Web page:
Re: The use and impact of national confidential enquiries in high-income countries BMJ Qual Saf 2011;20:38–45
- Correspondence to Bertie Leigh, NCEPOD, 5th Floor, 125 Wood Street, London EC2V 7AN, UK;
- Information technology
- evidence-based medicine
- healthcare quality improvement
- patient safety
- decision support
- clinical practice guidelines
- adverse events
- epidemiology and detection
- mortality (standardised mortality ratios)
Angelow and Black1 mount a series of scathing criticisms of the national confidential enquiries (NCEs). They suggest ‘nesting’ NCEs within prospective National Clinical Audits. The competing interest declared by one of the authors is that he chairs the National Clinical Audit Advisory Group. He was also a member of the group convened by the National Patient Safety Agency (NPSA) that advised on the future of the NCEs.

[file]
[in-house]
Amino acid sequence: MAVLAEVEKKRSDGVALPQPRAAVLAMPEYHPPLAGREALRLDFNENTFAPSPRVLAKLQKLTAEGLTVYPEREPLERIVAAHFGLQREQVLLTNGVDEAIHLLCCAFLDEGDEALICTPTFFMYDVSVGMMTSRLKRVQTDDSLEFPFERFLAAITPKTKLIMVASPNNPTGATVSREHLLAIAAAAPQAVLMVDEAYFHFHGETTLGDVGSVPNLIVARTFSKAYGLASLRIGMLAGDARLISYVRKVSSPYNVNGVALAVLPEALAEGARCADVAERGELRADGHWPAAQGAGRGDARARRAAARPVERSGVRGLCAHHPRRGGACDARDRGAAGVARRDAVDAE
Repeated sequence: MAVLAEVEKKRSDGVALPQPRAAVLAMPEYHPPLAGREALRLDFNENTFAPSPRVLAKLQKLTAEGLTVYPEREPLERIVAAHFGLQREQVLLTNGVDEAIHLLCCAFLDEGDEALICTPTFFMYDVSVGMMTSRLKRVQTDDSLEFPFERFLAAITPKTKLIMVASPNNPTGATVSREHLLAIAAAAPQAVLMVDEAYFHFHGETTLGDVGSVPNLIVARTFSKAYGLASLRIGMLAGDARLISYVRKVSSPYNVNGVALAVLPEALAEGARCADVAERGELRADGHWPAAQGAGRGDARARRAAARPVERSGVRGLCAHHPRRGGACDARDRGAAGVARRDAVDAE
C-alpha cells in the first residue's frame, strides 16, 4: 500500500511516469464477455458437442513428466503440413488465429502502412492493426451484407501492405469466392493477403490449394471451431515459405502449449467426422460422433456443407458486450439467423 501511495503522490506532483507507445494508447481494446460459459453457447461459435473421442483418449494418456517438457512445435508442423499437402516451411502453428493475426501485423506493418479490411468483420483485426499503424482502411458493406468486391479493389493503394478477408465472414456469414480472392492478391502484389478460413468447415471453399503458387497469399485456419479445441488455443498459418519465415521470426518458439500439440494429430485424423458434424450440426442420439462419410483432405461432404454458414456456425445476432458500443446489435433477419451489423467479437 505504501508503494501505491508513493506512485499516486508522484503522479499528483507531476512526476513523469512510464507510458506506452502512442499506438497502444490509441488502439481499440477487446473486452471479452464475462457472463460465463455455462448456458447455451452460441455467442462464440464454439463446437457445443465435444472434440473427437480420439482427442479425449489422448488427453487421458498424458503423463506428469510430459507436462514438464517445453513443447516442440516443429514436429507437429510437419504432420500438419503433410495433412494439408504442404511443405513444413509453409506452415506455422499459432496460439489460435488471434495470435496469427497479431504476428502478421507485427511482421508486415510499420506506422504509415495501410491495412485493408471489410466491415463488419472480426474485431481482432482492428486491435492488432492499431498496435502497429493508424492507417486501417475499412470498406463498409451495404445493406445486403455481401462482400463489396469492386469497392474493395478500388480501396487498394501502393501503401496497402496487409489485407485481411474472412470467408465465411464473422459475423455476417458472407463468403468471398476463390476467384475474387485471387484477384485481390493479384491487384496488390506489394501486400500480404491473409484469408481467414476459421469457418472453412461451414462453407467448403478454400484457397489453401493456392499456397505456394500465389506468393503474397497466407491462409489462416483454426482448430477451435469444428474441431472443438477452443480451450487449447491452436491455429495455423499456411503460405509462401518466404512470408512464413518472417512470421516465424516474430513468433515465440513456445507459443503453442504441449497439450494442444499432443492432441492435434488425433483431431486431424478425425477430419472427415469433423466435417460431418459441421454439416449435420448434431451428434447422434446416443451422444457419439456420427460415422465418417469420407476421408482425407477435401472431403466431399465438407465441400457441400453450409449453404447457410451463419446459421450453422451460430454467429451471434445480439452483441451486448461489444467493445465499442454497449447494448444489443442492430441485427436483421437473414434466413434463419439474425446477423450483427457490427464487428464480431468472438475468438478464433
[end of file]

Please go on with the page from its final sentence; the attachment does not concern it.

The criticisms are without merit, and I deal with them in turn.
First, it is alleged that the research evidence of the impact of the recommendations is poor, with no time series analysis or experimental studies and is restricted to considering their impact on the structure and process rather than the outcome of care.
The role of the NCE is to enable the profession to describe the gap between what is happening to selected groups of patients and what it believes should happen, to suggest improvements and to propagate those suggestions. The undoubted value of audit does not denigrate the value of detailed observational studies. Neither time series analyses nor experimental studies are relevant to assess the impact of what is best seen as a …